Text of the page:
A barefoot boy, probably around 10 years old, waits in line at a crematorium. Strapped to his back is his dead baby brother. Staring straight ahead, the boy utters no words.

This photo, titled "The boy standing by the crematory," was taken in Nagasaki at the end of World War II by U.S. Marine photographer Joe O'Donnell (1922-2007).

At the end of last year, Pope Francis captioned it "the fruit of war" and had copies of it distributed with this inscription: “The young boy's sadness is expressed in his gesture of biting his lips, which are oozing blood.”

The Holy Father's act expressed his commitment to the elimination of nuclear weapons.

Kimiko Sakai, 57, O'Donnell's widow, noted: "This is a precious photo taken by my late husband. He used to wonder about the boy's whereabouts (after the war) and what he would say to him if they could meet again." She is a Fukushima native residing in the United States.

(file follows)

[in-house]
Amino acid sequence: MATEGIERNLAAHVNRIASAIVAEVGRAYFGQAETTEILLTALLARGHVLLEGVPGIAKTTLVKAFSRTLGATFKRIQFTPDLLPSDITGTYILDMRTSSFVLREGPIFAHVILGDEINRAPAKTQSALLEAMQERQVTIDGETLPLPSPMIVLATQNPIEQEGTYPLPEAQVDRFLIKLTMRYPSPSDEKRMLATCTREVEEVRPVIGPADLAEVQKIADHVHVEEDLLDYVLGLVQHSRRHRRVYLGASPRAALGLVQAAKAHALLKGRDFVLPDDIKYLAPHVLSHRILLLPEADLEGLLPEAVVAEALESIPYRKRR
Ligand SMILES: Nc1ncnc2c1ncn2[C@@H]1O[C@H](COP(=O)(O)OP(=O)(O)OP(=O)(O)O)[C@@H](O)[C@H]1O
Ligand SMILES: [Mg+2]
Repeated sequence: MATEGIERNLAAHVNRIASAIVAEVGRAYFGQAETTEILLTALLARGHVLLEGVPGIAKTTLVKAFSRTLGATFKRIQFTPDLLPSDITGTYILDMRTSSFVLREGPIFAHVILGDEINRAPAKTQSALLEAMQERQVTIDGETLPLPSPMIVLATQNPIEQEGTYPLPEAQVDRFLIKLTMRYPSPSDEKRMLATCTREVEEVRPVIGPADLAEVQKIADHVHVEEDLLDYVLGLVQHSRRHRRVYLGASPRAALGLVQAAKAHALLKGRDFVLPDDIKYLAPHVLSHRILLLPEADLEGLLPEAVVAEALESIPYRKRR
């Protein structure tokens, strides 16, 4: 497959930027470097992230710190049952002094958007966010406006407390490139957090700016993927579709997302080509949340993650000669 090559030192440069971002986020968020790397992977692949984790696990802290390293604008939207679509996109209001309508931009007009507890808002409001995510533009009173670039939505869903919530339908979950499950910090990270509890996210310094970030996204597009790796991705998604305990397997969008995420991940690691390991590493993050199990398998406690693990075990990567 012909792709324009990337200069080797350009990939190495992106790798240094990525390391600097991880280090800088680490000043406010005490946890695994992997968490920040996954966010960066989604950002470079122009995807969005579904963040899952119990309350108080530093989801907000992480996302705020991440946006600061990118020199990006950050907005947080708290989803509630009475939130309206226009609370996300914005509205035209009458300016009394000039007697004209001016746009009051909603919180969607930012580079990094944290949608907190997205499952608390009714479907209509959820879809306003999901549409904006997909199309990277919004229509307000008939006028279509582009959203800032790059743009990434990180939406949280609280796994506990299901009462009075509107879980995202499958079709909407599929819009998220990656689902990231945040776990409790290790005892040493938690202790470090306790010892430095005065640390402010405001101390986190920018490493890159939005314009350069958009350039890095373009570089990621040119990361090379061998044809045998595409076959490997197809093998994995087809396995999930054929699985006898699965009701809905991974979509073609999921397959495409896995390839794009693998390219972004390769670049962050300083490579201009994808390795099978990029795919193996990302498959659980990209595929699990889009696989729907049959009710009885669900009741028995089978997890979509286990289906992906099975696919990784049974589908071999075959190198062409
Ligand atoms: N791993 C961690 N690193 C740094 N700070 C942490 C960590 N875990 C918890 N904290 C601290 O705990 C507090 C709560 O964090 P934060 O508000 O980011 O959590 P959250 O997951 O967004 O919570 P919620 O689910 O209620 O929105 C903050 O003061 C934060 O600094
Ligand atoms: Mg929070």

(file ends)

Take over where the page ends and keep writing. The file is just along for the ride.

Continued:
O'Donnell visited Hiroshima and Nagasaki with a camera in his hand in the immediate aftermath of the atomic bombings in August 1945.

He worked at the White House after the war. As O'Donnell reached his 60s, he began speaking out against the inhumanity of nuclear weapons. He held exhibitions of his long-withheld photos of Hiroshima and Nagasaki, and also published them in book form.

It was his photo exhibition in Fukushima that brought him and Sakai together. They married in 1997.

According to Sakai, Americans in general used to react with cool disinterest to A-bomb photos, but the atmosphere has changed since the birth of the Trump administration last year.

People are now concerned that the new president may make some foolish decision, Sakai said, adding that she can actually feel society's growing sense of anxiety.

Concerns are growing in Japan, too.

North Korean leader Kim Jong Un declared at the start of this year that "A nuclear button is always on the desk of my office."

Trump reacted with a typical Twitter rant, boasting that his nuclear button "is a much bigger & more powerful one than his, and my Button works!”

The picture of the Nagasaki boy, biting his lips until they bled to fight back tears, ought to be hung on the office walls of these two leaders.

--The Asahi Shimbun, Jan. 5

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Vox Populi, Vox Dei is a popular daily column that takes up a wide range of topics, including culture, arts and social trends and developments. Written by veteran Asahi Shimbun writers, the column provides useful perspectives on and insights into contemporary Japan and its culture.